Pretty insane, right? What follows next is crazier.

Kingswood sold out their first show at Ding Dong! “We bought so many of friends from school, we had quite extensive friend networks so we packed it out and had a huge line.”

“The first couple of gigs we were packing out, everyone’s like ‘who is this band?’ and as soon as the novelty wore off we were literally playing to fucking no one.”

Anyone who has followed the group’s impressive rise would know that sonically, Kingswood have always buoyed in the depths of ferocious guitar-charged rock n’ roll.

Ignoring the status-quo of indie-rock and dance that heavily dominated Australia’s scene at the time (courtesy of Empire of the Sun and Cut Copy) Kingswood fearlessly followed the path of killer Aussie rock outfits The Vines and Wolfmother, “it wasn’t a going against the grain kind of thing, whatever culture or sub-culture that fits for you, it just kind of fit for us” Laska assured.

“Instrumentation is a big thing as well, it’s the way we approach those instruments that has led us to that sort of field.”

“It might be a serendipitous thing, but the way Ferg’s voice is, it kind of fits rock n’ roll and once I got into it I kind of fell in love with bands like Led Zeppelin and Jimi Hendrix, it’s like if something speaks to you and you resonate with it that’s the way you’re going to go” confirmed the guitarist.

Mango too weighing in on this, “we all have quite different taste in music spanning across many genres of music so there are musical influences that have come to the fore.”

The four-piece having confidently secured their own sound, a searing meld of blues inspired desert rock ‘n roll, rapidly gained fans in Melbourne and afar for their raucous live performances.


The Aussie Rock

The Cover Story

Words: Joe Harris
Design: Nicholas Jones

The year 2013 saw the group release their EP Change of Heart, an 8-track “mini album” that cemented the band as one of Australia’s premier rock outfits. So much so, that the extended-player miraculously landed itself in the hands of American producer, Vance Powell.For those of you who aren’t aware of who this man is, Vance Powell is a Grammy Award Winning record producer, the chief engineer of Third Man Records, who has recorded the likes of The White Stripes, Jack White, Alicia Keys, Buddy Guy and Kings of Leon, just to name a very short few.

Having been massive Jack White Blunderbuss addicts since its release in 2012, the news that the Vance Powell was digging their EP rang many alarm bells in their Kingswoodian ears.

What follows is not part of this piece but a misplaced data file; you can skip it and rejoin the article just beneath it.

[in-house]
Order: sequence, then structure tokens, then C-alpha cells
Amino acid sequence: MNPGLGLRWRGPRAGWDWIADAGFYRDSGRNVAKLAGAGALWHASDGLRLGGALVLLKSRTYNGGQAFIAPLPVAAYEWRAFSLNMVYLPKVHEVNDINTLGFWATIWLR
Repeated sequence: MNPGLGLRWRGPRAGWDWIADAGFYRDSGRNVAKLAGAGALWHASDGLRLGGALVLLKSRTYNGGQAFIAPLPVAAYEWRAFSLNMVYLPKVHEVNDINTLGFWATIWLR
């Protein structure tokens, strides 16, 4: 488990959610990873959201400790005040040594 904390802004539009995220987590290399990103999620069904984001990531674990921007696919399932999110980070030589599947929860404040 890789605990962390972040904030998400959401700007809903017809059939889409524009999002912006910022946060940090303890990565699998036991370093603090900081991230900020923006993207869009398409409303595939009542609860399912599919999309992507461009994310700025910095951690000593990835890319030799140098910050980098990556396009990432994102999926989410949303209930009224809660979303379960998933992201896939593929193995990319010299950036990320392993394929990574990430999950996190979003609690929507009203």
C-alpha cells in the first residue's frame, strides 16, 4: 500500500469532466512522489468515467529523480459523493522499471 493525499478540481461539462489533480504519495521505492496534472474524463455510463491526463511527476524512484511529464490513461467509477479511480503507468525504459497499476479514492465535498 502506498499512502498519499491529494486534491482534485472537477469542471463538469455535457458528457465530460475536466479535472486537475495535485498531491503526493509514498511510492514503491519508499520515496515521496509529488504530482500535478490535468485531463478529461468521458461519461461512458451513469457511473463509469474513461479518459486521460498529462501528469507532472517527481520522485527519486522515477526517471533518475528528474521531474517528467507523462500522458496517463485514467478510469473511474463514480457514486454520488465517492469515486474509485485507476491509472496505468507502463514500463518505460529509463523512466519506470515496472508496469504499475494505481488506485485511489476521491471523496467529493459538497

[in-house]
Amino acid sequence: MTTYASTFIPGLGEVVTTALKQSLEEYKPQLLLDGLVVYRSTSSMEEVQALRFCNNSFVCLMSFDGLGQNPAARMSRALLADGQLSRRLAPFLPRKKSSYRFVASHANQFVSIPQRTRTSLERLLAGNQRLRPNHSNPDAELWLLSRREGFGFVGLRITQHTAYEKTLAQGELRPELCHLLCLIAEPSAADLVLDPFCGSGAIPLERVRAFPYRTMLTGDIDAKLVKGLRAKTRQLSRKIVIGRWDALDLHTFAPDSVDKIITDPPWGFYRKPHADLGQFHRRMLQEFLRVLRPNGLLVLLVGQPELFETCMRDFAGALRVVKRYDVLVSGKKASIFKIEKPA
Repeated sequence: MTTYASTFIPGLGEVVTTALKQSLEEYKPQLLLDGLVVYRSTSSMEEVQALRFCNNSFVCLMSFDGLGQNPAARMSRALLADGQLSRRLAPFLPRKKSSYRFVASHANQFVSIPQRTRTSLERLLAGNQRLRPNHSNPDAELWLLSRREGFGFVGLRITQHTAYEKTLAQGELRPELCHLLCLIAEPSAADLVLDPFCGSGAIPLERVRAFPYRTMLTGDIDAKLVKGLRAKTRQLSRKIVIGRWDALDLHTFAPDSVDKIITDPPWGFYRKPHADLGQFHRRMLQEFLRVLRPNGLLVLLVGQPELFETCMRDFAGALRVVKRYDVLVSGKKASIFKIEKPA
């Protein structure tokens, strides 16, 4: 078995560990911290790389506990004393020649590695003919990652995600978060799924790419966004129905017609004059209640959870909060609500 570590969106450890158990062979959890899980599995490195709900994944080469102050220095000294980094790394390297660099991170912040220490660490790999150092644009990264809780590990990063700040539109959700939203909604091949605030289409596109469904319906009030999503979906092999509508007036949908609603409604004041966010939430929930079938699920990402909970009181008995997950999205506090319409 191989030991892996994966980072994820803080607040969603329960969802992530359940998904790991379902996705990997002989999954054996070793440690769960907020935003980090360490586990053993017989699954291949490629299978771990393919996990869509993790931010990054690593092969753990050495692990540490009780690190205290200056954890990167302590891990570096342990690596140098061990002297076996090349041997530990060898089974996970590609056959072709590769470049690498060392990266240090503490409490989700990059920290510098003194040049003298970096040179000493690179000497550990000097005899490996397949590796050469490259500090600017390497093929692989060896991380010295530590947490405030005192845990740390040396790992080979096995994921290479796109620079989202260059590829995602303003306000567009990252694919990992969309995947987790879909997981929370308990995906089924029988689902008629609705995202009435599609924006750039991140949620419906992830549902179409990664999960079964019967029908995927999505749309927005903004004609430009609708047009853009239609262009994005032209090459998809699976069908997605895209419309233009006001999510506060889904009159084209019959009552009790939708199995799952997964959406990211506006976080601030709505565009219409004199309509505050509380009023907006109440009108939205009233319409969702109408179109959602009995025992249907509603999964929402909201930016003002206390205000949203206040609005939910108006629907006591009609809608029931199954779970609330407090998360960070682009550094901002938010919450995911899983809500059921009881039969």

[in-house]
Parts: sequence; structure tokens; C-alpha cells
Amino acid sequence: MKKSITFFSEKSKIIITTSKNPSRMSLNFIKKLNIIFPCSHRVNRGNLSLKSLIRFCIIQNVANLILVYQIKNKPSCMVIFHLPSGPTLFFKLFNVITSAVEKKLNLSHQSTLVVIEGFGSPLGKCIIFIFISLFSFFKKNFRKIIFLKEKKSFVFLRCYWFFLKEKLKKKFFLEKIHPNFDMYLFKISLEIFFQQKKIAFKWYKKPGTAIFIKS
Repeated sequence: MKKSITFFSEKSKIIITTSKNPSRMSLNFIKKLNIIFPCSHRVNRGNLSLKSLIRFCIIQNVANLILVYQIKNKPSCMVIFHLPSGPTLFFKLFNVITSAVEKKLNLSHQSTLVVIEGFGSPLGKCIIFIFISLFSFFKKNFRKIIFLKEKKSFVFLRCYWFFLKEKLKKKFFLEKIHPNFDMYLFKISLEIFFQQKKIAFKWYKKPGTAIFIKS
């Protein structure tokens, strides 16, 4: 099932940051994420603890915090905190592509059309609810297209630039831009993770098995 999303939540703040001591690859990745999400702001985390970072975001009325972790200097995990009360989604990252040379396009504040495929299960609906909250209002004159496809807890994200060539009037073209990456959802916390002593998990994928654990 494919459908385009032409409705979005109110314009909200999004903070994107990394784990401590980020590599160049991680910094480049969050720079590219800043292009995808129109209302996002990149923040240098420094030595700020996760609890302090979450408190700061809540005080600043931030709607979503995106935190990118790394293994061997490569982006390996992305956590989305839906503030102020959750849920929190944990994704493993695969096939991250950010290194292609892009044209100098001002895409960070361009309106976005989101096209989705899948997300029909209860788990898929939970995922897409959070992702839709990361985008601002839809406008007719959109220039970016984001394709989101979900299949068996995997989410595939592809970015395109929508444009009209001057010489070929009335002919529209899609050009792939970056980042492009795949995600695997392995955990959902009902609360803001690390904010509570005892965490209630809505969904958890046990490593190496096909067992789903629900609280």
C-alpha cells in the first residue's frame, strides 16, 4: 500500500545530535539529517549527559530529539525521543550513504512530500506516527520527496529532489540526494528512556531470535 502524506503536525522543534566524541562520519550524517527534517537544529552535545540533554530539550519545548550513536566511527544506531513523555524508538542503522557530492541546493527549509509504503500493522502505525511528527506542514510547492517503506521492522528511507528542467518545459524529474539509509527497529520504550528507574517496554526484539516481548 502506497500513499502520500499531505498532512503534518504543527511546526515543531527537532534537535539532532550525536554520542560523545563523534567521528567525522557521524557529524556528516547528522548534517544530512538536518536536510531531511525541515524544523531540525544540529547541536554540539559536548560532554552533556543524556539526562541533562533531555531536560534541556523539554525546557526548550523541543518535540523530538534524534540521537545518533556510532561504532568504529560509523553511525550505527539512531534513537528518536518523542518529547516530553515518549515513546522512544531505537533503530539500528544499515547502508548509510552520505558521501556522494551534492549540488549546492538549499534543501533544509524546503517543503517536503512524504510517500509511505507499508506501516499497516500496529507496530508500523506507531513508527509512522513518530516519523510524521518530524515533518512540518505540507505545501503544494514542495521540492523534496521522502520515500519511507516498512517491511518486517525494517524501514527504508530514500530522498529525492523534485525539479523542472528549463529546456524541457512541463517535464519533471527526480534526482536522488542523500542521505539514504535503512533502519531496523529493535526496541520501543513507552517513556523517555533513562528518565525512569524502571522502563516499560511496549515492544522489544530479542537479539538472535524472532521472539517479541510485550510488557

A gobsmacked Laska told us, “an opportunity came up where we could communicate with Powell, he asked us, ‘would you guys consider coming over to the States because I have some free time, I would like to record you’”

“We were just like ‘fucking hell man’ when that happened. I mean how often does that happen, when a Grammy award-winning producer says ‘hey I’m free and I really like your stuff, maybe you should come over’” and we’re like ‘alright, that sounds like a pretty good idea.’”

After a few Skype calls to ensure both band and producer were on the same page, the decision was set in stone: Kingswood would make their way to Nashville, Tennessee, to record their debut LP with legendary producer Vance Powell. Their ultimate dream had become a well-earned reality.

The four rockers spent two and a half months in Nashville, as well playing gigs and CMJ Festival in New York City.

“We went over and after fucking begging, borrowing and stealing, we got the cash together – which we still have got to pay off from heaps of family and friends and everyone is fucking working really shit jobs, whatever it’s great, that’s the whole process of it” the lead-guitarist said.

At the mention of shitty jobs, drummer Justin Debrincat stepped in to comment “I drove a ute, after school care, folded t-shirts, worked in an office and tried to teach year sevens drums.”

Laska continued, “we got there and did a week of pre-production which was just going out with Vance every single night around Nashville, bonding.”

Bonding definitely seems to be the case, as any of you who have seen the band’s crazy Nashville Diaries on Facebook would understand.